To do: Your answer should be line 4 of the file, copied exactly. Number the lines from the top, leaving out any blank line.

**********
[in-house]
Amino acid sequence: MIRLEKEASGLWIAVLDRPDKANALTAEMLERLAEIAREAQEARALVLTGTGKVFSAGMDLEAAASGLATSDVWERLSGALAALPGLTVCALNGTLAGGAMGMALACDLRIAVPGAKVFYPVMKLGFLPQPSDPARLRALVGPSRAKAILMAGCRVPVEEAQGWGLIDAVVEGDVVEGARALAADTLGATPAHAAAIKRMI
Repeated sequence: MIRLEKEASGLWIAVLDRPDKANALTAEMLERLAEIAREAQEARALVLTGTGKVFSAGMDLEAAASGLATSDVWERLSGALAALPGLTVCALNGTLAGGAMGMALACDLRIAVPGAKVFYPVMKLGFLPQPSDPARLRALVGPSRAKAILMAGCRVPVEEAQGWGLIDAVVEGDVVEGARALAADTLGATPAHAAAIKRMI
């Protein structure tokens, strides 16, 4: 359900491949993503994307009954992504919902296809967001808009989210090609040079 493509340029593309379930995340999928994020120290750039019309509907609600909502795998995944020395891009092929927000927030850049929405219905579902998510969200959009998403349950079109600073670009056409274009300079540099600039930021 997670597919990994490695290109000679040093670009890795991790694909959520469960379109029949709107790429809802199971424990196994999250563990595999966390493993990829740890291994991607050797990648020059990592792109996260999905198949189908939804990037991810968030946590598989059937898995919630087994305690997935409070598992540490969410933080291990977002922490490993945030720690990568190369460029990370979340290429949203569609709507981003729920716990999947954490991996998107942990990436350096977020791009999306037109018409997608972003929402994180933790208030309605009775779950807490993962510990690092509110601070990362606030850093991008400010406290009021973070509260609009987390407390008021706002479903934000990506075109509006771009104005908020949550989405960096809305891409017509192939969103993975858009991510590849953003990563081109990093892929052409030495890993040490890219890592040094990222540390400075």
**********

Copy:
């Protein structure tokens, strides 16, 4: 359900491949993503994307009954992504919902296809967001808009989210090609040079 493509340029593309379930995340999928994020120290750039019309509907609600909502795998995944020395891009092929927000927030850049929405219905579902998510969200959009998403349950079109600073670009056409274009300079540099600039930021 997670597919990994490695290109000679040093670009890795991790694909959520469960379109029949709107790429809802199971424990196994999250563990595999966390493993990829740890291994991607050797990648020059990592792109996260999905198949189908939804990037991810968030946590598989059937898995919630087994305690997935409070598992540490969410933080291990977002922490490993945030720690990568190369460029990370979340290429949203569609709507981003729920716990999947954490991996998107942990990436350096977020791009999306037109018409997608972003929402994180933790208030309605009775779950807490993962510990690092509110601070990362606030850093991008400010406290009021973070509260609009987390407390008021706002479903934000990506075109509006771009104005908020949550989405960096809305891409017509192939969103993975858009991510590849953003990563081109990093892929052409030495890993040490890219890592040094990222540390400075």